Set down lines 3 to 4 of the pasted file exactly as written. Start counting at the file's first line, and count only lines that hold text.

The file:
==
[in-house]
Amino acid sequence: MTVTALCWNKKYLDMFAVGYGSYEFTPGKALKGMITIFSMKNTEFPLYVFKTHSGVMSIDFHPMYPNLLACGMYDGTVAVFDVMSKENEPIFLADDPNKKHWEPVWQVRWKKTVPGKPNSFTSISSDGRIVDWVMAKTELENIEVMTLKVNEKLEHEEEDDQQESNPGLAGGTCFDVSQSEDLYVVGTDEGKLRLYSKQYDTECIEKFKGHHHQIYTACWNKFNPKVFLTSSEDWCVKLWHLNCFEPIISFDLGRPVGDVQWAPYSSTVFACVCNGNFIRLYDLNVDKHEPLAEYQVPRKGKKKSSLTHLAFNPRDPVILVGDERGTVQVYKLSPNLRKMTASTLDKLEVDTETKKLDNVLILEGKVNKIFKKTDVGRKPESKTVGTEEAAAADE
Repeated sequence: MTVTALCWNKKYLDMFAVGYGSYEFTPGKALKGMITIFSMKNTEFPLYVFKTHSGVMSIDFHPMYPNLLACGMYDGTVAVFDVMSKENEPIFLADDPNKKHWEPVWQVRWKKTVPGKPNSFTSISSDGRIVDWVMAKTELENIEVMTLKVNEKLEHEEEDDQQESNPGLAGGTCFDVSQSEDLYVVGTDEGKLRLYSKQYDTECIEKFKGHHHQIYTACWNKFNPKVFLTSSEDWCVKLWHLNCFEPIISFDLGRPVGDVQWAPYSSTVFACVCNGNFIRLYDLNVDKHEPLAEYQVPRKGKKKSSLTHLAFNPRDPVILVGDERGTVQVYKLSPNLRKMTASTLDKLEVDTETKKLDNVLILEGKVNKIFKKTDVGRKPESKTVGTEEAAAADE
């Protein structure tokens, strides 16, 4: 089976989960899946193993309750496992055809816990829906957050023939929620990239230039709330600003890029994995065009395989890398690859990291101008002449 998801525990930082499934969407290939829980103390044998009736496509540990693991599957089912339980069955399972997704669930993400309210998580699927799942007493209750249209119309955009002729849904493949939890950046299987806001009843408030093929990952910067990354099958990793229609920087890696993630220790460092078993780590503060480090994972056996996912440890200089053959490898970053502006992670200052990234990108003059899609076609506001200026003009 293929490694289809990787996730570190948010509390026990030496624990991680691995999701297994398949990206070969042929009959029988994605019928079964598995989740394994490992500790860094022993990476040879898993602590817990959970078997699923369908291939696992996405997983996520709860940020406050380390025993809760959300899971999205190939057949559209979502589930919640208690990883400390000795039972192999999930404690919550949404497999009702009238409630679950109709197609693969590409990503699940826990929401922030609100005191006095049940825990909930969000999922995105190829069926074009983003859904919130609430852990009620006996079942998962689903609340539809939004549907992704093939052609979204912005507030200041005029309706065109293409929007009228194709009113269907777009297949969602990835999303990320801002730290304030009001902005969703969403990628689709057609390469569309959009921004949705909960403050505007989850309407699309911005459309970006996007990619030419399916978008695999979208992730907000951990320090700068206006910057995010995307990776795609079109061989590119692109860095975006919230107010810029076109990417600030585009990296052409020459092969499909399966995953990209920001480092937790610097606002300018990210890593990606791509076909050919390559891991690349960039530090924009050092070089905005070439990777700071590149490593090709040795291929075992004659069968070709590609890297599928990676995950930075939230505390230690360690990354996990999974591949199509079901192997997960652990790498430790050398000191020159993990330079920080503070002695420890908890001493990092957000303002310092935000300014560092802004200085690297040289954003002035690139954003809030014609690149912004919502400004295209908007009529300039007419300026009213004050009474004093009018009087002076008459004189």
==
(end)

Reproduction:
Repeated sequence: MTVTALCWNKKYLDMFAVGYGSYEFTPGKALKGMITIFSMKNTEFPLYVFKTHSGVMSIDFHPMYPNLLACGMYDGTVAVFDVMSKENEPIFLADDPNKKHWEPVWQVRWKKTVPGKPNSFTSISSDGRIVDWVMAKTELENIEVMTLKVNEKLEHEEEDDQQESNPGLAGGTCFDVSQSEDLYVVGTDEGKLRLYSKQYDTECIEKFKGHHHQIYTACWNKFNPKVFLTSSEDWCVKLWHLNCFEPIISFDLGRPVGDVQWAPYSSTVFACVCNGNFIRLYDLNVDKHEPLAEYQVPRKGKKKSSLTHLAFNPRDPVILVGDERGTVQVYKLSPNLRKMTASTLDKLEVDTETKKLDNVLILEGKVNKIFKKTDVGRKPESKTVGTEEAAAADE
């Protein structure tokens, strides 16, 4: 089976989960899946193993309750496992055809816990829906957050023939929620990239230039709330600003890029994995065009395989890398690859990291101008002449 998801525990930082499934969407290939829980103390044998009736496509540990693991599957089912339980069955399972997704669930993400309210998580699927799942007493209750249209119309955009002729849904493949939890950046299987806001009843408030093929990952910067990354099958990793229609920087890696993630220790460092078993780590503060480090994972056996996912440890200089053959490898970053502006992670200052990234990108003059899609076609506001200026003009 293929490694289809990787996730570190948010509390026990030496624990991680691995999701297994398949990206070969042929009959029988994605019928079964598995989740394994490992500790860094022993990476040879898993602590817990959970078997699923369908291939696992996405997983996520709860940020406050380390025993809760959300899971999205190939057949559209979502589930919640208690990883400390000795039972192999999930404690919550949404497999009702009238409630679950109709197609693969590409990503699940826990929401922030609100005191006095049940825990909930969000999922995105190829069926074009983003859904919130609430852990009620006996079942998962689903609340539809939004549907992704093939052609979204912005507030200041005029309706065109293409929007009228194709009113269907777009297949969602990835999303990320801002730290304030009001902005969703969403990628689709057609390469569309959009921004949705909960403050505007989850309407699309911005459309970006996007990619030419399916978008695999979208992730907000951990320090700068206006910057995010995307990776795609079109061989590119692109860095975006919230107010810029076109990417600030585009990296052409020459092969499909399966995953990209920001480092937790610097606002300018990210890593990606791509076909050919390559891991690349960039530090924009050092070089905005070439990777700071590149490593090709040795291929075992004659069968070709590609890297599928990676995950930075939230505390230690360690990354996990999974591949199509079901192997997960652990790498430790050398000191020159993990330079920080503070002695420890908890001493990092957000303002310092935000300014560092802004200085690297040289954003002035690139954003809030014609690149912004919502400004295209908007009529300039007419300026009213004050009474004093009018009087002076008459004189």